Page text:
Aliou Touré: I love it because I just discovered these guys. I heard about Nirvana before, I used to listen to their music, but after we went to Glastonbury last time, after our gig I went to the main stage to see the Foo Fighters and I was like “Oh my God.” We had a chance to meet these guys a few months later in London on Jools Holland’s show. We were next to each other backstage and when we met Dave Grohl, he was awesome.

Justin Barney: Yeah he is notoriously one of the nicest guys in the world. What did you talk about? What did he say?

Aliou Touré: We talked about everything. He was like, “I love your music, man. What about you guys with us on tour?!” I was like, “Just ask!” and he said “I think you guys might be a little bit busy for that.” That was funny.

Justin Barney: That’s awesome. So did you see them preform the song?

Aliou Touré: Yeah.

Justin Barney: Was everybody in the crowd super into it?

Aliou Touré: Oh yeah. Everybody was up and listening to these guys, and they are a big machine.

 

  • “My Hero” was released in 1997 on the album, “The Colour and the Shape.”
  • Listen if you like: a classic, Nirvana, you know what this song sounds like

4. Tune-Yards – “Looks At Your Hands”

Justin Barney: From the music desk at 88Nine Radio Milwaukee, I’m Justin Barney…

Dori Zori: And I’m Dori Zori.

Justin Barney: This is “Five Songs We Can’t Stop Listening To” and I’m here with your morning host, Dori Zori.

Dori Zori: Justin Barney, I have been waiting for a very long time for new Tune-yards’ music.

Justin Barney: So have I, and I was just thinking the other day as I heard her on something and I was like, “When is Tune-yards going to come out with new music?”

Dori Zori: Apparently in January of next year, but we got our hands on one of the singles from the upcoming album and I am in love with it.

Justin Barney: Tell me about it.

Dori Zori: It’s called, “Look At Your Hands” and it’s really cool because one thing Merrill Garbus is really good about is speaking about political and social issues that affect her, but she does it in such a fun way you kind of don’t even know what it’s all about until you’re singing and dancing and realizing this song actually has a deeper meaning. That’s what this song is about too.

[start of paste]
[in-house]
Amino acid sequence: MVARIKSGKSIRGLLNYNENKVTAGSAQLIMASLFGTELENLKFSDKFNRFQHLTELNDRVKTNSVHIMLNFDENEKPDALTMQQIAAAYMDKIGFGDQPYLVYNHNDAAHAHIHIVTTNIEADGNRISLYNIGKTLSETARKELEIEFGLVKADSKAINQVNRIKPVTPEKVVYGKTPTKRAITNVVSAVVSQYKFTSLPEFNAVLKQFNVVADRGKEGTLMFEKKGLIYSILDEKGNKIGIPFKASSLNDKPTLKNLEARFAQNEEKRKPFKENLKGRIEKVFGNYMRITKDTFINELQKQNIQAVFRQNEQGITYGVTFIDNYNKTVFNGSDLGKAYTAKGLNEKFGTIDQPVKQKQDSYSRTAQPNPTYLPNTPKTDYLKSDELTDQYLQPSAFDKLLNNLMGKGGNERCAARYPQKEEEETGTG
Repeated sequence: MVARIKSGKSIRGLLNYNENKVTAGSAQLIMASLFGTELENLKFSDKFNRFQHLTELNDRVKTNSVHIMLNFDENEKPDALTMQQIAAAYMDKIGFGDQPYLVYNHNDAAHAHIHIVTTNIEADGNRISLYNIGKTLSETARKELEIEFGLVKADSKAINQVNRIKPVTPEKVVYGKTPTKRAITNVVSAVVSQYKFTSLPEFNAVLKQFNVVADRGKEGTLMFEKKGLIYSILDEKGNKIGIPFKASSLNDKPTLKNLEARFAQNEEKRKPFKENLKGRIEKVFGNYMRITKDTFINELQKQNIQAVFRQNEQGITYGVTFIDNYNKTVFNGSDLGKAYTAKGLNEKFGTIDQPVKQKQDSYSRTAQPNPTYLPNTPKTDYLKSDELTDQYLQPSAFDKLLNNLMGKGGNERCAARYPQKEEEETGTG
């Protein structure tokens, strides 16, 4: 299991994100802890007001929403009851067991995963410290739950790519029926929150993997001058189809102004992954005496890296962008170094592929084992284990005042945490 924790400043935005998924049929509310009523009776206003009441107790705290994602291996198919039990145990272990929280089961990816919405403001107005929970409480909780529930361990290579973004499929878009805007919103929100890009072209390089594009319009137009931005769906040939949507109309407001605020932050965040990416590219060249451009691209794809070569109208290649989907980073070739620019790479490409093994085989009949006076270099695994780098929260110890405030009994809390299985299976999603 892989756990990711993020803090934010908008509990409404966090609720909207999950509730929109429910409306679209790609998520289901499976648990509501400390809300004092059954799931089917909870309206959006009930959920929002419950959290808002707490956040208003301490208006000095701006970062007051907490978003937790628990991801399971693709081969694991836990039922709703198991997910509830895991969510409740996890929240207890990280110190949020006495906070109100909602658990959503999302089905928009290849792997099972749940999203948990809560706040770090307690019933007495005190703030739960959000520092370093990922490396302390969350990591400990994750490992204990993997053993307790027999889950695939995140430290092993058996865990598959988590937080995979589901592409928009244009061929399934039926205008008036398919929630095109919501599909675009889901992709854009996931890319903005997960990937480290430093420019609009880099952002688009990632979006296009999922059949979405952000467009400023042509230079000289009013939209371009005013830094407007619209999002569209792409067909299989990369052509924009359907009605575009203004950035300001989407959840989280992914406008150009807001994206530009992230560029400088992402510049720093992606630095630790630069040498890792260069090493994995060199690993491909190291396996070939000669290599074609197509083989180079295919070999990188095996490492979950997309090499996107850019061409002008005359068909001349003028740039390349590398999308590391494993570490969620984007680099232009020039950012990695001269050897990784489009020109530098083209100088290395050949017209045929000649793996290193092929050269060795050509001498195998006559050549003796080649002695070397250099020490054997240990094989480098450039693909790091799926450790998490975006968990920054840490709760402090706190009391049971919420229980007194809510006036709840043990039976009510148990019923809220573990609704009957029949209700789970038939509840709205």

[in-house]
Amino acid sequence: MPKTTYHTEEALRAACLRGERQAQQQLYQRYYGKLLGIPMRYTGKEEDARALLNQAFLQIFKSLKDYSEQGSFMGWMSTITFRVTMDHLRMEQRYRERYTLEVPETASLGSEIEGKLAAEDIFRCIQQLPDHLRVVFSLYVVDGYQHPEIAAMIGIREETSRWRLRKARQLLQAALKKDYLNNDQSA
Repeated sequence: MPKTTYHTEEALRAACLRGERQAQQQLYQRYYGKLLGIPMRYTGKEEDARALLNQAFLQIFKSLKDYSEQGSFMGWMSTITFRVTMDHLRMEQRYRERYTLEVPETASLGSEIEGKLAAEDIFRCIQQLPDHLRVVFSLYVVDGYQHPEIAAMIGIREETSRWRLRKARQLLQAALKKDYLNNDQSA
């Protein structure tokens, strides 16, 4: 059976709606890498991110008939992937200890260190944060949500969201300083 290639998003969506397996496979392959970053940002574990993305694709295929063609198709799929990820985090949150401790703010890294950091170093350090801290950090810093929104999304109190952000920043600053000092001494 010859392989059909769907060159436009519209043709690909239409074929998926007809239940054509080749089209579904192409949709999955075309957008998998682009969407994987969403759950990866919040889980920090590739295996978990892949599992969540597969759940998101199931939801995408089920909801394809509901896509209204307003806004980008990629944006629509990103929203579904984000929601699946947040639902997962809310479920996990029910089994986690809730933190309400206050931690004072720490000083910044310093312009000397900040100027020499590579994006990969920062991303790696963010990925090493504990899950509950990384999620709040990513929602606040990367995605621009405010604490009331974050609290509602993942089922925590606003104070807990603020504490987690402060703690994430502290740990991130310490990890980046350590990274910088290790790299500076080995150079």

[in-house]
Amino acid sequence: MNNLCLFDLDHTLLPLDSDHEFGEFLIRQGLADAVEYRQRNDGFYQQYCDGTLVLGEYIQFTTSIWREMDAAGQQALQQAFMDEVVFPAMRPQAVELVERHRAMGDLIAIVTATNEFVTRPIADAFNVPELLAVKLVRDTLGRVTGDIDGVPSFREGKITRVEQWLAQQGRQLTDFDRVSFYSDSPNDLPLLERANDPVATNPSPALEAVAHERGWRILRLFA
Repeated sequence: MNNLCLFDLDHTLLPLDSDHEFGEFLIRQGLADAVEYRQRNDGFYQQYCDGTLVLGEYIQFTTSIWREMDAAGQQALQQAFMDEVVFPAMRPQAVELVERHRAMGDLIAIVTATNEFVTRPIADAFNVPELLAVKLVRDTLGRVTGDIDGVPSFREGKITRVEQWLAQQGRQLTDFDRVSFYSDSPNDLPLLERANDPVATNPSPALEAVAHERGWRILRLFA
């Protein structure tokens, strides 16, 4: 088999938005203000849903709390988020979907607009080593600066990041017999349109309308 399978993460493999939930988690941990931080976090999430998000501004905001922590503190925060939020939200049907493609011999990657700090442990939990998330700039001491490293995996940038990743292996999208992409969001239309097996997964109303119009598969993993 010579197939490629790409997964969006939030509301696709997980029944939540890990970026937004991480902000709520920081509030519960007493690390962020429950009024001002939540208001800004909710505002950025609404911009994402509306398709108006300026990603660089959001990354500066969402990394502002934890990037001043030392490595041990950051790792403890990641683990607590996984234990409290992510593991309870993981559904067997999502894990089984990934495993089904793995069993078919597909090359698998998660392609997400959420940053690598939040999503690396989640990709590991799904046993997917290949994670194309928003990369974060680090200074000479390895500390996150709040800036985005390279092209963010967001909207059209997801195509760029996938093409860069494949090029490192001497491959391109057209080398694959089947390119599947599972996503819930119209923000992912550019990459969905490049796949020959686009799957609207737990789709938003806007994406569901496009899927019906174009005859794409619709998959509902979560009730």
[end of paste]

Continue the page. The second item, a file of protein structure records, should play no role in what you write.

Justin Barney: What is it about? I’ve only been dancing along with it so far. It’s one of those things where I’m sure I’ve said all the words and you sing along with all the words and then at some point you’re like oh this is what these words mean. So what do they mean?

Dori Zori: Well I was reading, and she says “yes the world is a mess” but she’s been attempting to look more inward for herself and how racism and feminism and sexism, and how all the good and bad ‘isms affect her daily life, activities, and interactions. You know thinking about how you’re actions affect other people is important too.

So she kind of talks about looking at her hands, but it’s metaphoric for kind of looking inside yourself and how you treat other people. That’s what I get out of it which makes me love it even more, and then sticking the 80’s beats in… It’s a winner.

 

  • “Look At Your Hands” will be released on Tune-Yards’ new album, “I can feel you creep into my private life” set to be released on January 19th, 2018.
  • Listen if you like: who else can you associate with Tune-Yards? Dirty Projectors? LCD Soundsystem? Bands that are loop pedal based

5. St. Vincent – “Happy Birthday Johnny”

I’m listening to the new St. Vincent album and I get to the song, “Happy Birhtday Johnny.” And I think, “Oh there was the song Prince Johnny on her last album.” So I listen to that. And then I go back further in the discography to album one, “Marry Me” where she sings, “Marry Me John” on the title track.

Which begs the question, “Who is John?”

Well, in a recent interview with Vogue she has joked, all of her songs are about John Mayer. In one interview with Buzzfeed she straight up refused to talk about “Johnny” when the subject came up, flatly saying,“Next question” when the subject came up. But she has also hinted at the idea of Johnny being a rhetorical device. Everyone knows a John. -Justin Barney

I think that that is most likely, and also the most interesting scenario. In an attempt to clear any individual identity in all of her songs, she has, in turn, created a character: Johnny.

 

  • “Happy Birthday Johnny” is on St. Vincent’s new album, Masseduction.
  • Listen if you like: piano ballads, sad songs, weird songwriting theories